January 18, 2011 at 4:17 pm

Local oncologists encourage women to get screened for cervical cancer for National Cervical Health Awareness Month

Pinellas Park, Fla. — If you were told that you could prevent a certain type of cancer, wouldn’t you take every step to do so? Cervical cancer is one of the most common reproductive cancers in females, but women can take steps to greatly reduce their risk of developing it. In honor of National Cervical Health Awareness Month, local oncologists make efforts to encourage women to take charge of their health and get screened for this largely preventable cancer.

“Many cervical cancer cases could be prevented, or at least caught early, if all women received proper screening for this disease,” says Robert Miller, M.D., oncologist at Wellspring Oncology in Pinellas Park. “Simply visiting your gynecologist once a year can greatly reduce a woman’s risk.”

Though cervical cancer was once the leading cause of cancer death among women in the United States, cases have dropped significantly over the past 50 years. This sharp decrease is largely due to the development of better medical screening for women.  Still, this year approximately 12,000 women in the U.S. will be diagnosed with cervical cancer. Nearly one-third of these women will not survive this disease.

Am I At Risk?

“Cervical cancer doesn’t discriminate,” says Miller. “All women of all ages are at risk for developing the disease. However, there are certain factors that can increase a woman’s risk.”

The most common cause of cervical cancer is the human papilloma virus, or HPV. This virus is passed from one person to another through sexual contact and can infect the cervix. However, for most women, HPV will go away on its own without ever causing cervical cancer. Only a very small amount of women infected with HPV will develop cancer of the cervix.

While HPV is the primary cause of cervical cancer, it is not the only factor that can increase a woman’s risk. Other known risk factors for cervical cancer include:

  • Smoking
  • Extended use of birth control pills
  • Giving birth to three or more children
  • Multiple sexual partners or sexual activity at a young age
  • HIV or other immune system disorders
  • Irregular screening history

The best ways to reduce your risk of developing cervical cancer is through regular pap tests to screen for precancerous cervical cells and by following-up with your doctor, should the test come back abnormal. Also, always practice safe sex by using a condom, don’t smoke and consider an HPV vaccine to protect yourself against the virus.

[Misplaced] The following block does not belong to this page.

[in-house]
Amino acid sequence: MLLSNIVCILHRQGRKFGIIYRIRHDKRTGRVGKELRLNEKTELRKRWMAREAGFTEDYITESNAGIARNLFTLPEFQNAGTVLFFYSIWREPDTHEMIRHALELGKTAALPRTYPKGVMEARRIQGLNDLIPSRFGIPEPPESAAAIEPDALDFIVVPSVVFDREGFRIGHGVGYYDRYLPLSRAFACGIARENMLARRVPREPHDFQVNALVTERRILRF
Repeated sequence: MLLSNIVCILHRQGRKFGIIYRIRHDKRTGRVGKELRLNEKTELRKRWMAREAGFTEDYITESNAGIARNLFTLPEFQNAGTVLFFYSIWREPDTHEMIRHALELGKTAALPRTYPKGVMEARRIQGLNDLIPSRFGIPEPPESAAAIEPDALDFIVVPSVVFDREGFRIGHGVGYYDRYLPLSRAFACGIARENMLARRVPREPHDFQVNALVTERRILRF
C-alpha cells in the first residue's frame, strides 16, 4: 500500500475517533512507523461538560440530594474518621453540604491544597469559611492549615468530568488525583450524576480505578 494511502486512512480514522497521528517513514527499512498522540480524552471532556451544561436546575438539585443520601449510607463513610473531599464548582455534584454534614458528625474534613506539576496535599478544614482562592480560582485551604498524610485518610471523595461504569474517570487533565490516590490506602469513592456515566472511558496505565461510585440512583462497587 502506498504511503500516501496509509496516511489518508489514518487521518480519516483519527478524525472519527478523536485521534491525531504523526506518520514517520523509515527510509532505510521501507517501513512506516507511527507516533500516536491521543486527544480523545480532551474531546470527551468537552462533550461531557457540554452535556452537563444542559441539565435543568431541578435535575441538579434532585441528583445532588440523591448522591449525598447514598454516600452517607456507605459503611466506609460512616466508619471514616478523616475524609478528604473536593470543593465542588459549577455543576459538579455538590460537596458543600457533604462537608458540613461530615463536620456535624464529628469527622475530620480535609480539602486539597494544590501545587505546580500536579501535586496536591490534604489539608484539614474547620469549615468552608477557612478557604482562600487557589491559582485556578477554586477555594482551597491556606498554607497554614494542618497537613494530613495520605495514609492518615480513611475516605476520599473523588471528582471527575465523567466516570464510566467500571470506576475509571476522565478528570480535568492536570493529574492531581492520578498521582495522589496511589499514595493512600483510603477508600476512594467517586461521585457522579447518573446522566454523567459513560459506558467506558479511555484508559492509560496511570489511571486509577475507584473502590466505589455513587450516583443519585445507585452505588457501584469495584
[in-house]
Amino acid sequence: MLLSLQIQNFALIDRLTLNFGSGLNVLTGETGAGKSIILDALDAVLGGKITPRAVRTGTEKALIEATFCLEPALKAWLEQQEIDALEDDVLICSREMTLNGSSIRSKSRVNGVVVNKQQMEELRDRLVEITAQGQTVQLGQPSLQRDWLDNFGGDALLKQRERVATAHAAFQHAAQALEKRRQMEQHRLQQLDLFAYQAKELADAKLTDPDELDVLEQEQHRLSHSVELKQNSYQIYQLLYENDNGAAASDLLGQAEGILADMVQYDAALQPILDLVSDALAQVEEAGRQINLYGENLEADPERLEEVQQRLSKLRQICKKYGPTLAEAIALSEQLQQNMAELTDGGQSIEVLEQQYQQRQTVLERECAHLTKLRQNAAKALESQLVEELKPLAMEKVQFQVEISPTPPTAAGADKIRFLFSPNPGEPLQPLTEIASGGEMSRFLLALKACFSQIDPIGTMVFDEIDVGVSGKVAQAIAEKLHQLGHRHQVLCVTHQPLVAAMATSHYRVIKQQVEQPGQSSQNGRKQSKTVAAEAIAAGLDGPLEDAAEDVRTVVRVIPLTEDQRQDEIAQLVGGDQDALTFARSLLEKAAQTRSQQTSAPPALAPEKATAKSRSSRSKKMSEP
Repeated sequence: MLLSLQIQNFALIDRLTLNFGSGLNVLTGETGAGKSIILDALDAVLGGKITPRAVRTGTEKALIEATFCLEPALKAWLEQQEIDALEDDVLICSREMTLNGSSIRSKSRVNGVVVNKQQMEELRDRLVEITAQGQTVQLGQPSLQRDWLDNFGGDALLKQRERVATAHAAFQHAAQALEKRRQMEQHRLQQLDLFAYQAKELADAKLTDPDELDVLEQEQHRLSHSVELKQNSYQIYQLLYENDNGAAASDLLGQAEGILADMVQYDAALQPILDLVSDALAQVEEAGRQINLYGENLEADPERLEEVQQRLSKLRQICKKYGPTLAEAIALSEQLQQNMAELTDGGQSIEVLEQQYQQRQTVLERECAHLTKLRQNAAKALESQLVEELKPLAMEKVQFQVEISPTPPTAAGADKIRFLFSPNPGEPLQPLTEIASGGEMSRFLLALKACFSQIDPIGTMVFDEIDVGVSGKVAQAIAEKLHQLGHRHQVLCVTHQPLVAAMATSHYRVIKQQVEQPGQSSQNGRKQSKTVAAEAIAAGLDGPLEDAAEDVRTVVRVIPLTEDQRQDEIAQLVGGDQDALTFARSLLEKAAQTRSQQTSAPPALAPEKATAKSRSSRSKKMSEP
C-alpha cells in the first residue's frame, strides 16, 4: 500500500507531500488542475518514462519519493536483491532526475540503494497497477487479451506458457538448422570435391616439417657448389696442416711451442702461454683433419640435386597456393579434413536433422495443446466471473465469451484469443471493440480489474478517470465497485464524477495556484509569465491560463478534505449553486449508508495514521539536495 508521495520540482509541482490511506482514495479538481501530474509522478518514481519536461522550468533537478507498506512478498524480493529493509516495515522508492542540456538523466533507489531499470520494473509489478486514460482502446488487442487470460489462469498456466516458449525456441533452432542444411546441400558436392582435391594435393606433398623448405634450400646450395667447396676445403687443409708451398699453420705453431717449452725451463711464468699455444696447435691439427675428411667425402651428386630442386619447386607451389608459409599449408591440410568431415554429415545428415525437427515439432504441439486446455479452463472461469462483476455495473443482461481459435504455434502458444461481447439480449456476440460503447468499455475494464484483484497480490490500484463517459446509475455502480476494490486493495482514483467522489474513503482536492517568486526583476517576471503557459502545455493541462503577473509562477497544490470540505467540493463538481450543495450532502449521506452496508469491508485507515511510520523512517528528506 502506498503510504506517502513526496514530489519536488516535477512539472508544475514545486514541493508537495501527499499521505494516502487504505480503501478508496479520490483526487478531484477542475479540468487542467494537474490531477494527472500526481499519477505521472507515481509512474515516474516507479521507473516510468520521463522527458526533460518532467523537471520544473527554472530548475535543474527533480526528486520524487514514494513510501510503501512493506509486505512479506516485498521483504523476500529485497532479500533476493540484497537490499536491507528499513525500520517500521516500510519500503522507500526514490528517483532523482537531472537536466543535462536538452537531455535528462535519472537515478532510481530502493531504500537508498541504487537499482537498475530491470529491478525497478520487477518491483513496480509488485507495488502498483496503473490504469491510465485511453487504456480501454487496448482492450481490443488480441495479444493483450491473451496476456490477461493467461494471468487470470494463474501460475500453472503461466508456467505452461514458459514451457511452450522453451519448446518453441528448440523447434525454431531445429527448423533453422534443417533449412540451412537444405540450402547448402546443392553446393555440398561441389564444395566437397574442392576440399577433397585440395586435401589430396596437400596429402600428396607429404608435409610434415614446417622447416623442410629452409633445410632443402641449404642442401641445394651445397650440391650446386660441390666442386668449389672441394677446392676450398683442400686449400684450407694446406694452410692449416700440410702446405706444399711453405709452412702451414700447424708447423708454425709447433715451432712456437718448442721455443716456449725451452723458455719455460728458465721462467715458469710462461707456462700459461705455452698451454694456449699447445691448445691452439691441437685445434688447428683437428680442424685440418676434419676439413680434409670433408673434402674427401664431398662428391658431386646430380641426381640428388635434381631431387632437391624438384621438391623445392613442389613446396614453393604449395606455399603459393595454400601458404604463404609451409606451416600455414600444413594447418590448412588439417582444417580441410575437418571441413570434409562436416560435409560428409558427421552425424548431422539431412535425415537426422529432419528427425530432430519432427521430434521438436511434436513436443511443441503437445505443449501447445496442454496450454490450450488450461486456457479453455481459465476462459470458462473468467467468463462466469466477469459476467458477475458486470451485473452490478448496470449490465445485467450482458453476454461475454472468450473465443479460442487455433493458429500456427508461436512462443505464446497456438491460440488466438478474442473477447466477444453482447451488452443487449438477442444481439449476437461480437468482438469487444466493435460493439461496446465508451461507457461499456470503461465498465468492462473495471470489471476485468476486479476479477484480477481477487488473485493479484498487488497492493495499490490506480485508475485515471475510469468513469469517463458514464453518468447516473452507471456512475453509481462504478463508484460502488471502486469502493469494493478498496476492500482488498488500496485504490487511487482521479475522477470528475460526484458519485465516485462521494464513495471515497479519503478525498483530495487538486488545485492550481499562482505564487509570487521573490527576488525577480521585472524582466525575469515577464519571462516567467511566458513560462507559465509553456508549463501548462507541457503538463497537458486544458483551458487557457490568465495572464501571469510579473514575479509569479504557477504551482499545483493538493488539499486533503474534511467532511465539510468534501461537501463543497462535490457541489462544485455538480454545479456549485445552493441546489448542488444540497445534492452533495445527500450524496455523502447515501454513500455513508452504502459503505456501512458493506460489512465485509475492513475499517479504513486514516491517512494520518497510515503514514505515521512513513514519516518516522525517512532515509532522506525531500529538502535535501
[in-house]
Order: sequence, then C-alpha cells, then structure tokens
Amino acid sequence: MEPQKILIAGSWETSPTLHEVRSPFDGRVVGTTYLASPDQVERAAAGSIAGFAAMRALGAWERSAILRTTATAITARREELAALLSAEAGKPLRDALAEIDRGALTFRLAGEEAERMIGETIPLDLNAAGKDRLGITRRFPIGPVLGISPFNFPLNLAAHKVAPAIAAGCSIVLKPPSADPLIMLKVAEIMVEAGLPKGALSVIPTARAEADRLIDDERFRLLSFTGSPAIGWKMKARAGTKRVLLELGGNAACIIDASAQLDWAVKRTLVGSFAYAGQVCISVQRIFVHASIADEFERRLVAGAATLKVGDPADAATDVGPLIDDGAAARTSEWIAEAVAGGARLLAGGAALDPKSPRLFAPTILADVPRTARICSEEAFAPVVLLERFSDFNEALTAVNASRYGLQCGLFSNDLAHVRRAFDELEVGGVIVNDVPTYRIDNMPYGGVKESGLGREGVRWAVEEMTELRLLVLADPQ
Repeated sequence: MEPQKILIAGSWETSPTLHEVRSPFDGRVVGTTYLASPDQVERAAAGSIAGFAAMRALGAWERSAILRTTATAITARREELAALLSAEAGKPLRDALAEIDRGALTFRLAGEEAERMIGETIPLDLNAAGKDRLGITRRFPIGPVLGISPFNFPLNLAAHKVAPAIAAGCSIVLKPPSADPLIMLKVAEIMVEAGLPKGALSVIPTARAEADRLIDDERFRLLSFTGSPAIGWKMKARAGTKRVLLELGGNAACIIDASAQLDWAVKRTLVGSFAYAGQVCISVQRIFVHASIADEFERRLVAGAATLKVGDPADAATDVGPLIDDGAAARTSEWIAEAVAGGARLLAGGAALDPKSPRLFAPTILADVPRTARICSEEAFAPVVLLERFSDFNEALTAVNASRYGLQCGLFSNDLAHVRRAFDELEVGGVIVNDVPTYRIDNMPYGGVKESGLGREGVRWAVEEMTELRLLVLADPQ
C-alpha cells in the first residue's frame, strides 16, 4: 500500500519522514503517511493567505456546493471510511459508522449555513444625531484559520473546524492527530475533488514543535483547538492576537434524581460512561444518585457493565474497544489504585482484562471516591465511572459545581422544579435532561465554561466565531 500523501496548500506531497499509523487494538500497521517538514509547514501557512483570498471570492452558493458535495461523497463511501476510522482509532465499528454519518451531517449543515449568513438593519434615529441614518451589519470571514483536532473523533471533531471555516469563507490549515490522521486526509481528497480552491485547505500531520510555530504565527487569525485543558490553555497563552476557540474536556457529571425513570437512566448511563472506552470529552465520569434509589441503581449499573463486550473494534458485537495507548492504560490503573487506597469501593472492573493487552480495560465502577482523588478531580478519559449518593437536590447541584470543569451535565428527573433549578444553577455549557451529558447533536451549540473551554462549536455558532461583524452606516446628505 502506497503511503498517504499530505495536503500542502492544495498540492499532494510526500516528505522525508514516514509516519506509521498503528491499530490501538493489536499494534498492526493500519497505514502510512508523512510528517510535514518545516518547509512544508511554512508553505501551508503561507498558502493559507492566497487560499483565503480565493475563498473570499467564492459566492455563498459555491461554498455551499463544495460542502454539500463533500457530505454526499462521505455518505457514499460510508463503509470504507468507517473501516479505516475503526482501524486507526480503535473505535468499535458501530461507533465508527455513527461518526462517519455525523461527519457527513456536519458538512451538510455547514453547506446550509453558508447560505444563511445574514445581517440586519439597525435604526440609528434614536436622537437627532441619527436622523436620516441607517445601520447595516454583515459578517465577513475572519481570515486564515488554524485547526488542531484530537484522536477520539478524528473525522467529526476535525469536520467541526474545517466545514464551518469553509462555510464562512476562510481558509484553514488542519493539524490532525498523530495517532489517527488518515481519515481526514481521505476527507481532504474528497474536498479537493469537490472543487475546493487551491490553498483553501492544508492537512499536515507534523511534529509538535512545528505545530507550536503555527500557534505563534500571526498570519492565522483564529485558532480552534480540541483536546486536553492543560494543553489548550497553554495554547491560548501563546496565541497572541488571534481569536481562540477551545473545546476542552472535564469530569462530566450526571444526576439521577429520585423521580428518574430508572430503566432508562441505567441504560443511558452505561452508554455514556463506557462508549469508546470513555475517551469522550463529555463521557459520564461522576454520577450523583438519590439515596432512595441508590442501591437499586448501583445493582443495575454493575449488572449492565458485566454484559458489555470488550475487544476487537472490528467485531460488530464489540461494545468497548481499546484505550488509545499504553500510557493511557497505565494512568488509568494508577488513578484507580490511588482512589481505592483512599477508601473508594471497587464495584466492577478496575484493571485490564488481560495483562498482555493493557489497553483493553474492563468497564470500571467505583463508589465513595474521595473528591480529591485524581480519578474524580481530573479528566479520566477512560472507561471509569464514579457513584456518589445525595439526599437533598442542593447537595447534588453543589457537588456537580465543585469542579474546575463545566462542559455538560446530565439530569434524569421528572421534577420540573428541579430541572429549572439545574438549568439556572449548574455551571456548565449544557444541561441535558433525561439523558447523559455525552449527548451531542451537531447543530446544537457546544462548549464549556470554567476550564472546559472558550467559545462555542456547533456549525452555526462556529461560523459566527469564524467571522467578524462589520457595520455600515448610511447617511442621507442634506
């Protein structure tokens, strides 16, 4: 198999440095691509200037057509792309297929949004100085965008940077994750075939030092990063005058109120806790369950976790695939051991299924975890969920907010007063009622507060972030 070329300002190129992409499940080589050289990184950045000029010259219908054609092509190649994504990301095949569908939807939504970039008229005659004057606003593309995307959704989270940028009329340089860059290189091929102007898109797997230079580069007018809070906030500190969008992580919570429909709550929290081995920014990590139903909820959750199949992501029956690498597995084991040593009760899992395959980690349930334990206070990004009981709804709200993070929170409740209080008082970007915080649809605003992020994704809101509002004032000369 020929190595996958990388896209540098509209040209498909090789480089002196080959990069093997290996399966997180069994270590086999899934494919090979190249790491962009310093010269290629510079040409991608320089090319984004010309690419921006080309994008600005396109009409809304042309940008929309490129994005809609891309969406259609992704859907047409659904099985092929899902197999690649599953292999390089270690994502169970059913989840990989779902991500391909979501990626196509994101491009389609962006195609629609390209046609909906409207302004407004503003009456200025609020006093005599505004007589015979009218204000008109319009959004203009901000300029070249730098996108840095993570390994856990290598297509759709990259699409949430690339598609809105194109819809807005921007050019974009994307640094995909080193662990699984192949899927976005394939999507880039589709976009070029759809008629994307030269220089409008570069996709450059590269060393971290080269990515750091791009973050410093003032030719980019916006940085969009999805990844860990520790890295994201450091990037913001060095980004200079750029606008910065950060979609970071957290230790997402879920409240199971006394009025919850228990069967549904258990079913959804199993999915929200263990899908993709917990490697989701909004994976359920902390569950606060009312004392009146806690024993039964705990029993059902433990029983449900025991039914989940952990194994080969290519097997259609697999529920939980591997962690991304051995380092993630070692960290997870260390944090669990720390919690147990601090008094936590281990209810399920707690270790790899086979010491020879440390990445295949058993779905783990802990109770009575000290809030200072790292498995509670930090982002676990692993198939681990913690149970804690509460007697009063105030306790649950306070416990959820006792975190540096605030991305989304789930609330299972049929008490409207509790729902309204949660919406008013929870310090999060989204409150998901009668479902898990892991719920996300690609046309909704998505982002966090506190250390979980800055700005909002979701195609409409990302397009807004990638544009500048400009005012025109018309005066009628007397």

A Quiet Cancer

Generally there are no symptoms associated with earlier stages of cervical cancer. Some of the first signs of more advanced cancer include irregular vaginal bleeding, heavier or longer-lasting menstrual periods and abnormal vaginal discharge. As the cancer progresses, the patient may experience painful urination, fatigue, weight loss, a dull backache or swelling of the legs.

“Early stages of cervical cancer very rarely involve any pain or symptoms,” says Miller. “Even the symptoms a woman may experience from more advanced stages are often thought to be something less serious. It is a very quiet cancer.”

“However, cervical cancer is also highly treatable when found early,” Miller continues. “Depending on the best treatment for the patient, whether radiation, chemotherapy or surgery, early stages can be treated and result in a long survival rate and good quality of life. This is why regular screening to catch it in the earlier stages is so important.”

About WellSpring Oncology: Doctors Robert Miller, Zucel Solc and Frank Franzese opened the doors of WellSpring Oncology in spring of 2008 to provide high-end treatment in a more personal and caring environment.  The doctors at WellSpring Oncology have been practicing innovative radiation therapy since the 1970’s and developed the center to ensure patients have access to the latest technology available in the treatment of cancer.  The doctors of WellSpring Oncology are all board-certified in radiation oncology and received their training at the top centers in the country, including MD Anderson, Memorial Sloan Kettering and the University of California San Francisco.

WellSpring Oncology is located at 6600 Sixty Sixth Street North in Pinellas Park, Florida.  For more information, contact WellSpring Oncology at (727) 343-0600 or visit them online at www.wellspringoncology.org.


Entry filed under: Press Releases. Tags: , , , , , , , , .

Bucks for Butts – Calling all smokers, including our chief in command JUST A COUPLE OF KIDS (DIAGNOSED WITH CANCER) IN LOVE…

Return to Main Site

Return to Main Site

Calendar of Posts

January 2011
« Nov   Feb »

Become a Fan

Find us on Facebook

%d bloggers like this: